That’s not a normal criticism for a director like Michael Winterbottom, who has made a career of never really settling for ordinary. Oftentimes this has resulted in less than satisfying work, but even with a film like 9 Songs, you could at least give him credit for experimenting with something different. Even a more “conventional” offering like The Trip still has its own quality that you don’t find much of anywhere else. The most surprising takeaway then after watching The Look Of Love is how incredibly banal it is. Once you get past the abundance of nudity, it’s about as standard-order of a biopic as you can get. This is the point where I could fall back on more standard review elements (Coogan is always worth watching, the mainly-female supporting cast all handle their tricky roles well, the period production values are top-notch), but I think all that really needs to be said is that it’s a film that manages to keep up enough interest while it’s playing but one that leaves the memory almost as soon as it’s over. 5/10.
Guillermo del Toro has never struck me as the kind of filmmaker best suited to blockbusters. Despite occasionally dabbling in larger spectacles, his best films have always been the smaller ones, where he can really let his imagination run wild. While I doubt Pacific Rim will ever be viewed as fondly as films like Pan’s Labyrinth and The Devil’s Backbone, it’s a more assured piece of work than his past forays into the mainstream. His goal here isn’t to offer social commentary a la the original Godzilla, although there are brief discussions about environmental pollution and the dismantling of the Jaeger defense program by politicians. Instead, he’s more interested in creating the most compelling world he can on which to stage epic action, and on this level the film is absolutely successful, the post-apocalyptic landscape providing a fresh spin on what would otherwise be a more ordinary narrative. Nothing in the film can be described as all that complex or deep, but that’s part of its charm. The material is taken seriously enough by everyone, but not so much that it gets too weighed down by portentousness. The action scenes are exciting, partly because there is plenty of time to breathe between them and partly because del Toro never drags them out to the point of exhaustion. While the characterization isn’t the film’s strong suit, it gets the job done, and only the comic relief stands out in the wrong way. Charlie Day is fine as one half of a bumbling scientist duo, but Burn Gorman as the other half plays his role too broad and calculated, a caricature among a cast that is playing everything mostly straight.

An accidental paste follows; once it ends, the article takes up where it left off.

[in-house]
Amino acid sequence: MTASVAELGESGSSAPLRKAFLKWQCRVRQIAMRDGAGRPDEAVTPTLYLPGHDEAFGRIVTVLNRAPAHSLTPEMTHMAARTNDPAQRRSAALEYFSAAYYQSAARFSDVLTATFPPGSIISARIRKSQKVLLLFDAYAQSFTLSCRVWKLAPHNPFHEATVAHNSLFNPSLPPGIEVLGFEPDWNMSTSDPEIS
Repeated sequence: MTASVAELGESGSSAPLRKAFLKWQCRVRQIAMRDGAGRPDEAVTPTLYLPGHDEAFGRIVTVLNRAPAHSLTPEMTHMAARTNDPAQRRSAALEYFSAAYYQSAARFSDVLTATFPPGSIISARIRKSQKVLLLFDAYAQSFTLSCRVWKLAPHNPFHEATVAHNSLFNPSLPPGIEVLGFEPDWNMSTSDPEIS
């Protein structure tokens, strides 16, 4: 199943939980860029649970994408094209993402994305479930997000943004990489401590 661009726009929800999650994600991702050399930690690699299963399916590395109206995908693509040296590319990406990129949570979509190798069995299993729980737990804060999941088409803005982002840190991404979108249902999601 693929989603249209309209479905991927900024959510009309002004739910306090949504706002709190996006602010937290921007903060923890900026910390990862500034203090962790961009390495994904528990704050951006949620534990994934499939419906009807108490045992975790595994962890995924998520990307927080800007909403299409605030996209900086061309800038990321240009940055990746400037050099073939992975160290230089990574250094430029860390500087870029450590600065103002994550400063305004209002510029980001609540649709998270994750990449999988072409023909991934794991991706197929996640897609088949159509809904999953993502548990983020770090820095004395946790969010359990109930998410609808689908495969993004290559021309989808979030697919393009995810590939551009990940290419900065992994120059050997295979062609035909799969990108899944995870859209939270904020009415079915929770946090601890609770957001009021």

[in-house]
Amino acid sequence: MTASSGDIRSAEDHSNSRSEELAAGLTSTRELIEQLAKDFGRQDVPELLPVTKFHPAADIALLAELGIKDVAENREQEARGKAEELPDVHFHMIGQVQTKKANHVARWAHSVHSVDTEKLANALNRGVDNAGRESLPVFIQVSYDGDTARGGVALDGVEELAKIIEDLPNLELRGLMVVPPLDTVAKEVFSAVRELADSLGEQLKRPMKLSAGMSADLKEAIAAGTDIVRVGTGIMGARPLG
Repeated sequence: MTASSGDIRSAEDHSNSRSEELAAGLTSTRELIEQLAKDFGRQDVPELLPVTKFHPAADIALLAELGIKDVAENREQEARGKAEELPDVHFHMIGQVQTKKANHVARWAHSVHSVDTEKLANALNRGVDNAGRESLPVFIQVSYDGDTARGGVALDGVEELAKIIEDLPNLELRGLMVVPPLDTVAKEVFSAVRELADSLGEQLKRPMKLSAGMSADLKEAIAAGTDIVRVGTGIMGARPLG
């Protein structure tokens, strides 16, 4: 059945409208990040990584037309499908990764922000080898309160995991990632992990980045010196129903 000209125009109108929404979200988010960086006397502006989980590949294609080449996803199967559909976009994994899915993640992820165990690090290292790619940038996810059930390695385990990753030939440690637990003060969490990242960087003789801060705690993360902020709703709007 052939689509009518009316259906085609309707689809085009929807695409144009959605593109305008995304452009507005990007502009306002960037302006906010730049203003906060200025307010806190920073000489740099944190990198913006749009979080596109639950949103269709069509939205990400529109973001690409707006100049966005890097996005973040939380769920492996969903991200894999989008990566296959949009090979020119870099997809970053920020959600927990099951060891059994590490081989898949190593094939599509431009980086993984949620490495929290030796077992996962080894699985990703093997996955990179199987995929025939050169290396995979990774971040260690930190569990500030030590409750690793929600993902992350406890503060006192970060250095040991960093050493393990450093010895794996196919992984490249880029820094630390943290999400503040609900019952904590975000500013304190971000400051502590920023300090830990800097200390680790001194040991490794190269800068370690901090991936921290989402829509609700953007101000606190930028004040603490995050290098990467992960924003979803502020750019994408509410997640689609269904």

Going into the film, I was slightly worried that the budget and the subject matter wouldn’t mesh well with del Toro’s unique way with visuals and cheeky sense of humor, but I needn’t have been concerned. There isn’t much that can prevent del Toro from making a film completely his own. A good example of this comes in the middle of the Hong Kong battle that serves as the film’s centerpiece, when the Jaeger and Kaiju go crashing into a building, their momentum slowing down just enough to set off a Newton’s cradle on an office desk, before getting back to business. It’s a nice little moment, a reminder that del Toro isn’t too overwhelmed by his gargantuan creations to forget that this kind of thing is supposed to be fun. And “fun” might be the most apt way to characterize Pacific Rim. Blockbuster entertainment has started to get a little too heavy for its own good, and it’s nice to see one come along that, while not without shortcomings, manages to bring some lightness back to the summer spectacle. 7/10.